Modhura Palit from Kolkata becomes the first Indian to receive Angenieux encouragemet award at the Cannes Film Festival 2019.
Although this year’s Cannes Film Festival wasn’t a huge affair as far as Indian films are concerned, 28-year-old Modhura Palit, a Kolkata-based cinematographer, made waves by becoming the first Indian to receive the Angenieux Special Encouragement Award.
Introduced in 2018 at The Pierre Angenieux ExcelLens in Cinematography ceremony at the Festival de Cannes, by a French zoom lens manufacturing company named Angenieux, the award is conferred to film school graduates with some independent experience.
“It feels wonderful. I’m truly humbled by the honour. It’s a huge thing for me. It’s amazing that an institution is doing something like this to propagate and promote new talent on the global platform. It’s truly brilliant,” says Modhura, adding that she doesn’t know why she was chosen to receive it.
“I really don’t know why was I chosen for this award. I had asked them (the jury) as well. They said that ‘we loved your work and what you are trying to do’,” Modhura recollects. She adds that the jury loved that she so deeply promotes independent film making, as well as her style of imagery. “They felt that I have a certain temper, an angst that they wanted the world to know. I found it as a very interesting perspective,” she says.
Modhura even wore a traditional orange and green silk sari to the festival, the night she was being conferred the award. She wanted to keep her dressing traditional. “I was representing my country and walking the read carpet was an unreal experience,” she smiles.
An alumna of the Satyajit Ray Film and Television Institute, and Asian Film Academy (AFA), Modhura has worked in three feature films and had done numerous short films, documentaries, and ad films in different languages. She is also a member of Eastern Indian Cinematographers Association (EICA). Her film Paper Boy was shot in black and white and The Girl Across The Stream was a part of the 2015 Looking China Youth Film Project. She has also made a 15-minute-long Korean film, titled Meet Sohee, in collaboration with the AFA fellows.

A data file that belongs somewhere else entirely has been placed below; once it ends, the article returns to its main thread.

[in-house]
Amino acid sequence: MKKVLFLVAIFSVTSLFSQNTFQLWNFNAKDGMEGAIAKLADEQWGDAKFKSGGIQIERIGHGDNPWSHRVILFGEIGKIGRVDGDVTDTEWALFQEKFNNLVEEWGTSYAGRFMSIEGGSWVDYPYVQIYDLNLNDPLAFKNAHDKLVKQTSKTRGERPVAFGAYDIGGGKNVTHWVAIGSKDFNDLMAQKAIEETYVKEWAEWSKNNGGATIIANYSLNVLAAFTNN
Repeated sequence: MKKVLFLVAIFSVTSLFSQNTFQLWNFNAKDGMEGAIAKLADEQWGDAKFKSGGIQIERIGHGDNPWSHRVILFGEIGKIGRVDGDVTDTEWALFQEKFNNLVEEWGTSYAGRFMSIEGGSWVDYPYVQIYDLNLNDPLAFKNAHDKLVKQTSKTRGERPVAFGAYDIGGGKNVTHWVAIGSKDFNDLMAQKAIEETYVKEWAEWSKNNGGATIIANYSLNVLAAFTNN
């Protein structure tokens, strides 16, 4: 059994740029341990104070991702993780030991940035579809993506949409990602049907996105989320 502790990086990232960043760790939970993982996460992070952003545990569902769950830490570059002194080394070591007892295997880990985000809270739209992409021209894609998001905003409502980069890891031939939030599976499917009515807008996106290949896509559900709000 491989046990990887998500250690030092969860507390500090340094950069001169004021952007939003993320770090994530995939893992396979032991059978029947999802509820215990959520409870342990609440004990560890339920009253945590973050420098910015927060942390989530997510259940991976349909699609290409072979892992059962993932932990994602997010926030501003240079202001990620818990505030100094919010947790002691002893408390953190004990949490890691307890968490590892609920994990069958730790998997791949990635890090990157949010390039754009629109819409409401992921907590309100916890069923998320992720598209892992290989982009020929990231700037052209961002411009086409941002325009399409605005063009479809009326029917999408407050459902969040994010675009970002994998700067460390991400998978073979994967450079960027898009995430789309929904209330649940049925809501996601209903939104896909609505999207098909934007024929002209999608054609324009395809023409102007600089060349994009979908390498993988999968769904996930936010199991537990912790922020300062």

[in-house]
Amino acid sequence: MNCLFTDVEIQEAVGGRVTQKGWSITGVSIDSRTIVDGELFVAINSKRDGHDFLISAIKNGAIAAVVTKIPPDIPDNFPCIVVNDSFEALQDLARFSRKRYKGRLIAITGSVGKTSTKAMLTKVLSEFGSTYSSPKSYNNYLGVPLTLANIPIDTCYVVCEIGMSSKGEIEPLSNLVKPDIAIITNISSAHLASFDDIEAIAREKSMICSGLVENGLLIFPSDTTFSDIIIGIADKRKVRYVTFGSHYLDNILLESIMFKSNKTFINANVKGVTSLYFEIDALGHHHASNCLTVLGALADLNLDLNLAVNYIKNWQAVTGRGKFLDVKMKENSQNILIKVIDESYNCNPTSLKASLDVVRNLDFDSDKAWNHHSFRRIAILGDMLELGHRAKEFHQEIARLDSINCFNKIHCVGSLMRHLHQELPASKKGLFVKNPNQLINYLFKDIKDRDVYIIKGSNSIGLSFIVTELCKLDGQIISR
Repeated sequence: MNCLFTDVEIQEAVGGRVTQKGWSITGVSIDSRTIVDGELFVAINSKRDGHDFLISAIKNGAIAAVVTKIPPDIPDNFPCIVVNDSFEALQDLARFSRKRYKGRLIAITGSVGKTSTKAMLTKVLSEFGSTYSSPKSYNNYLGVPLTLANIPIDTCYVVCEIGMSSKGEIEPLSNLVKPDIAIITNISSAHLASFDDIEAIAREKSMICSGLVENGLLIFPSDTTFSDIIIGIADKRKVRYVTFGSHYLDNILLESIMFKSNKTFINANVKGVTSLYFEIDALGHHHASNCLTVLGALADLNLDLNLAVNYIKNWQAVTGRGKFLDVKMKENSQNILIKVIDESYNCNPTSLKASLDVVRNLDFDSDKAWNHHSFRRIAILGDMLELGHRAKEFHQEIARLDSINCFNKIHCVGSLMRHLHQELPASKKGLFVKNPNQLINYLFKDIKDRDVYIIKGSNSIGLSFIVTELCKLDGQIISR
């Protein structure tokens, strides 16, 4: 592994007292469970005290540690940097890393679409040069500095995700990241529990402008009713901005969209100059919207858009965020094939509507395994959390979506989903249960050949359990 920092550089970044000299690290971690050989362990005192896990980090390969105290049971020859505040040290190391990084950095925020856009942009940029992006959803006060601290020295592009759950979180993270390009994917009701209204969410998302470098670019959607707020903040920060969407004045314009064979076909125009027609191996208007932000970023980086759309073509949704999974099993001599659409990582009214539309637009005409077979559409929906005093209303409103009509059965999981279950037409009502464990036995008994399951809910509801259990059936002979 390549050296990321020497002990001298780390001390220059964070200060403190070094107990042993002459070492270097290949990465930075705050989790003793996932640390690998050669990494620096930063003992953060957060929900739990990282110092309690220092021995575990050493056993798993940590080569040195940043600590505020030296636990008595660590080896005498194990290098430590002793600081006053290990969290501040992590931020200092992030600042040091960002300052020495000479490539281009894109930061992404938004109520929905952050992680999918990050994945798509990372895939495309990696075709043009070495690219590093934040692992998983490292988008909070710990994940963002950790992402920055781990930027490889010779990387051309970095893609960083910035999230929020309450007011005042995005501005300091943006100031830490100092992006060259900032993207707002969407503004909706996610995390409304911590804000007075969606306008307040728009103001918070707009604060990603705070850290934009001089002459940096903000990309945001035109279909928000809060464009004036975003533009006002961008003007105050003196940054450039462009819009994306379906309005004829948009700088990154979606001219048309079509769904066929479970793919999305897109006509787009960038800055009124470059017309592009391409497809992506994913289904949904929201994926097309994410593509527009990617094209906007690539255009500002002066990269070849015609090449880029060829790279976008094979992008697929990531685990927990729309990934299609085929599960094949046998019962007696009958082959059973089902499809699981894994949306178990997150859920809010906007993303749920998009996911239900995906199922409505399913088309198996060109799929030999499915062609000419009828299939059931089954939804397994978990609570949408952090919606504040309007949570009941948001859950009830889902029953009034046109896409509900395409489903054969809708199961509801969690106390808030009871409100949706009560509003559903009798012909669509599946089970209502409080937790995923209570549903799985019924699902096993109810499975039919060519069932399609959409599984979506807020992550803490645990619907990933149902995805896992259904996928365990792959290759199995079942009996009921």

In addition, Modhura has worked on one of the first virtual reality films in India. When asked about the challenges she comes across while working on various linguistic and technically demanding projects, she says every project comes with its own set of problems but cinema has universal language. “It’s always a new challenge and new obstacle to overcome. Everyone across all religion, language and boundaries work together in the language of cinema itself. Once you understand the aesthetic of films then there is no problem,” explains the artist.
When asked if she has plans to work in Bollywood films, the cinematographer lets it know that she is open to the idea. “If any opportunity comes, obviously I’ll take it. We all want to do better and more budgeted work,” she confirms with a smile.
Representing global tone and free-spirited aspirations in her films, Modhura’s idea of cinematography has no rules. Instead, she has a dynamic and mobile approach to her work. “There can never be a definitive style or design. Cinematography is a philosophy. It changes and works according to the politics and poetics of the image,” she explains.
With her illustrious body of work, the Modhura is a proof that Indian women in her profession are warriors, fighting against patriarchy and societal norms. Nevertheless, many are still apprehensive to work with women camera operators. “The basic concept is cinematographers should be brawny men tossing the camera up and down like a football. Women cinematographers are a big culture shock for many,” she states firmly, adding that it is difficult for many men to take orders from a woman. “The idea that cinematography is a ‘manly’ job is a problem. Breaking it is still an uphill task,” she signs off.